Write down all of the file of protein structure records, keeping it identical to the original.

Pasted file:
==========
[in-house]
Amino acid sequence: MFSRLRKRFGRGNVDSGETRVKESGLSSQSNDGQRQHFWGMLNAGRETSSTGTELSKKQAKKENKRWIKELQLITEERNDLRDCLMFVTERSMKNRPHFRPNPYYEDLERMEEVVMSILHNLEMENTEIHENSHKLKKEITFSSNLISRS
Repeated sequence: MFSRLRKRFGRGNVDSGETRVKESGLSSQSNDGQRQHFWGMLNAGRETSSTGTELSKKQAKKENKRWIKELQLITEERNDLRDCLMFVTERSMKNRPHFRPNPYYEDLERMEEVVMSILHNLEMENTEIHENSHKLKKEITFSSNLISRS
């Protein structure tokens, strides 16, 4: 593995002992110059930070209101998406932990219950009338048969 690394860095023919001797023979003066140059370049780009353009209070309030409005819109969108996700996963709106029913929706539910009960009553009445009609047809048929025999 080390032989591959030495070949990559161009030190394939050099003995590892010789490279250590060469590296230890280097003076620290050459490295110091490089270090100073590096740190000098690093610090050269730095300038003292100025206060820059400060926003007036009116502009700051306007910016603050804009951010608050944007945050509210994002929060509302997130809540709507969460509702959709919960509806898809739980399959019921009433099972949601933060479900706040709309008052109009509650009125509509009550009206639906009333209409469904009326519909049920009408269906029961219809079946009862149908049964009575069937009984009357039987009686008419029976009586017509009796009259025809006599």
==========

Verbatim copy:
[in-house]
Amino acid sequence: MFSRLRKRFGRGNVDSGETRVKESGLSSQSNDGQRQHFWGMLNAGRETSSTGTELSKKQAKKENKRWIKELQLITEERNDLRDCLMFVTERSMKNRPHFRPNPYYEDLERMEEVVMSILHNLEMENTEIHENSHKLKKEITFSSNLISRS
Repeated sequence: MFSRLRKRFGRGNVDSGETRVKESGLSSQSNDGQRQHFWGMLNAGRETSSTGTELSKKQAKKENKRWIKELQLITEERNDLRDCLMFVTERSMKNRPHFRPNPYYEDLERMEEVVMSILHNLEMENTEIHENSHKLKKEITFSSNLISRS
């Protein structure tokens, strides 16, 4: 593995002992110059930070209101998406932990219950009338048969 690394860095023919001797023979003066140059370049780009353009209070309030409005819109969108996700996963709106029913929706539910009960009553009445009609047809048929025999 080390032989591959030495070949990559161009030190394939050099003995590892010789490279250590060469590296230890280097003076620290050459490295110091490089270090100073590096740190000098690093610090050269730095300038003292100025206060820059400060926003007036009116502009700051306007910016603050804009951010608050944007945050509210994002929060509302997130809540709507969460509702959709919960509806898809739980399959019921009433099972949601933060479900706040709309008052109009509650009125509509009550009206639906009333209409469904009326519909049920009408269906029961219809079946009862149908049964009575069937009984009357039987009686008419029976009586017509009796009259025809006599």